Silver tarnish confusion

Discussion in 'Bullion Investing' started by Sunbird, Nov 29, 2020.

  1. Sunbird

    Sunbird New Member

    Hi all – Any metallurgists about? Or anyone who knows a thing or two about silver tarnish... I'm stumped.

    Observation 1: American "junk" silver circulation coins don't tarnish much, e.g. pre-1964 quarters, dimes, etc. These coins are 90% silver, 10% copper. While they aren't completely immune, they don't tarnish as much as pure silver bullion, or Sterling.

    Observation 2: Sterling silver is notorious for its propensity to tarnish. Sterling wares have to be laboriously maintained, polished, etc. People buy all sorts of products to fight its propensity to tarnish. Strangely, Sterling's composition is very similar to coin silver: 92.5% silver, 7.5% copper.

    Observation 3: Pure 999 silver bullion readily tarnishes. If I leave it in a random flip in a sock drawer for a couple of months, tarnish. I don't know how pure silver's propensity to tarnish compares to Sterling's. My hunch is that Sterling is the worst of the three.

    Anyone know why 90% coin silver tarnishes less than both Sterling and 999? It's not the linear relationship I expected. 90% barely tarnishes, 92.5% badly tarnishes, but 999 tarnishes more than the 90%? That doesn't make sense to me.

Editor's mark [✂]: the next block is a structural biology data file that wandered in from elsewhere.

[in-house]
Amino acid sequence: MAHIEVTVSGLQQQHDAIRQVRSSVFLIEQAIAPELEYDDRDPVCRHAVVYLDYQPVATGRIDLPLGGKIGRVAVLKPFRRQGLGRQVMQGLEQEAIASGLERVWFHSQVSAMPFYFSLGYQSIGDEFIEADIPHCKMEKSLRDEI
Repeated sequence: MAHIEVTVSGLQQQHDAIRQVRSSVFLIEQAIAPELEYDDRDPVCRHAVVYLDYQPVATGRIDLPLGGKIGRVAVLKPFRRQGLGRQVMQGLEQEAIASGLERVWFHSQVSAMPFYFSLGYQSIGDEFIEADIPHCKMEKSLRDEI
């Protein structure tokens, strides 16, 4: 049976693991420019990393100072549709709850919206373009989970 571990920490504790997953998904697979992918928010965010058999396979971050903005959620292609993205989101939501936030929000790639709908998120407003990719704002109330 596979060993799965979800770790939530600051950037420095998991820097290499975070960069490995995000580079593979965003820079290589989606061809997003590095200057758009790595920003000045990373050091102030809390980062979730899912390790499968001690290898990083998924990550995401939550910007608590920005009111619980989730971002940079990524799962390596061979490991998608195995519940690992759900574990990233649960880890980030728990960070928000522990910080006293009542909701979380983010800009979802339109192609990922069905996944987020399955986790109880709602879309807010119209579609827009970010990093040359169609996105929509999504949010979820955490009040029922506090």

Is there something metallurgically special about the 90/10 silver/copper recipe? Is this why it was chosen for coins? Why does Sterling behave so differently, given its very similar composition?

    Is there a magic silver/copper recipe that never tarnishes? The tarnish-resistant silver alloys I've seen lately tend to add other metals like germanium, silicon, etc. (Argentium Silver is a good example – great stuff, wish they made bullion from it.)

    Thanks for your help.
    coinaline likes this.
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  3. Pickin and Grinin

    Pickin and Grinin Well-Known Member

    We can start by saying that all coins begin toning the day they are struck and exposed to the environment.
    As far as silver and the compositions .999 is the most reactive.
    92.5 is second and .90 is last.
    The difference in my opinion is that sterling gets handled cleaned etc, exposing it to many more environmental elements than silver bullion or US coins.
  4. midas1

    midas1 Exalted Member

    One of the world's mysteries. I wonder why some silver coins eg, CC mint bags, were opened after many decades in storage and some of the coins were pristine like the day they left the mint. Go figure.
    Last edited: Nov 29, 2020
  5. manny9655

    manny9655 Well-Known Member

    Actually the opposite is true.
    "Pure silver resists tarnish. However, one almost never encounters pure silver. It is far too soft for use in items that require durability, such as coins.

    Therefore, silver is generally mixed with other metals in an alloy form. This makes the metal much harder and more suitable for day-to-day wear. Most commonly, it is mixed with copper, and copper is a highly reactive metal. Thus tarnishing is usually because the other metals in the silver alloy are reacting to the surrounding environment. It’s the natural chemical reaction metal has when exposed to air and the elements it contains."
    Why Does Silver Tarnish (
  6. Jersey John

    Jersey John New Member

    Galvanic action could explain dissimilar metal corrosion.
  7. Sunbird

    Sunbird New Member